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Whale Shark

Whale Shark


Whale sharks live in tropical climates and warm waters. They spend most of their time away from the shore in deeper waters around 150 feet below the surface (that’s equivalent to the width of an American football field). On the rare occasion that whale sharks do come near the surface, they are really hard to miss! Whale sharks are the largest fish in the world and can grow up to 40 feet long and weigh up to 20,000 pounds. That is the height of two giraffes stacked on top of each other and the weight of two elephants combined. Their mouths are three feet wide and hold more than 350 rows of teeth. Don’t be alarmed if you ever come into contact with a whale shark—they won’t hurt you! Whale sharks are gentle giants. Sometimes, they even get help from remoras and pilot fish that help them stay clean by removing parasites and bacteria from their large bodies. Parasites use whale sharks as a food source and usually aren’t harmful but can sometimes become a nuisance. Be careful to steer clear of the whale shark’s tail—it is extremely powerful and can really harm a person.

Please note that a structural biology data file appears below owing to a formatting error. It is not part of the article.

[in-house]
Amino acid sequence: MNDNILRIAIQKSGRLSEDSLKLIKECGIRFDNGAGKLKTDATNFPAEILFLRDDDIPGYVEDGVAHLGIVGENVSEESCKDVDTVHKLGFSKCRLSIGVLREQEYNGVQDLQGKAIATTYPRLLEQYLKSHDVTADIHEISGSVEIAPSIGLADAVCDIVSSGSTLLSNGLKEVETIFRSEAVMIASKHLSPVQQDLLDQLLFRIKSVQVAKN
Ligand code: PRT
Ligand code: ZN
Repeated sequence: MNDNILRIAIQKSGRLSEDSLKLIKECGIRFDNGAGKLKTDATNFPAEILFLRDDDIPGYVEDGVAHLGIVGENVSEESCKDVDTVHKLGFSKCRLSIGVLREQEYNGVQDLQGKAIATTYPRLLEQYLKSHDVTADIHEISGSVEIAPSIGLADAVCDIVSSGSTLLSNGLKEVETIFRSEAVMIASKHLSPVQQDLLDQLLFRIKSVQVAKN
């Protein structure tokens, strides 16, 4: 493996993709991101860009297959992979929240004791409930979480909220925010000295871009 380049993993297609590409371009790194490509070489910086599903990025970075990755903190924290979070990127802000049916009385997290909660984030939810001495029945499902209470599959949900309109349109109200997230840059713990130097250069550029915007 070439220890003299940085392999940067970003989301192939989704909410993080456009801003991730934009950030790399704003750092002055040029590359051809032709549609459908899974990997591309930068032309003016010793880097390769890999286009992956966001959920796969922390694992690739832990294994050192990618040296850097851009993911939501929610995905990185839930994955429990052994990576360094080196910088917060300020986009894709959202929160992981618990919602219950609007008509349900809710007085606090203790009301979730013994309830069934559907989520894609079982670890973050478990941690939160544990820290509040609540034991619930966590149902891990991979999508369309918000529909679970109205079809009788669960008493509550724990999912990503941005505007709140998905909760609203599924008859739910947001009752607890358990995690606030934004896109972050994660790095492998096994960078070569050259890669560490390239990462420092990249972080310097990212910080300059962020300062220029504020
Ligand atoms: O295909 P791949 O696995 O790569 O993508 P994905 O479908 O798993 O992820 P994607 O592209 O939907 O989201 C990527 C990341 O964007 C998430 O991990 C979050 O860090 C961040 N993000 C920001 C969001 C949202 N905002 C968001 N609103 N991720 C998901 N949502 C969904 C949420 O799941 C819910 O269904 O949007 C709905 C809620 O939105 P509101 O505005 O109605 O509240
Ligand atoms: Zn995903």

Did You Know?

Each whale shark has a spotted pattern that is unlike any other whale sharks. These unique markings are just like human fingerprints. The spots can be white, yellow and gray and are displayed in a checkerboard pattern.

Another cool thing about whale sharks is that they have a sixth sense. The scientific name for this sense is the Ampullae of Lorenzini which means that whale sharks can sense electromagnetic fields emitted by other animals.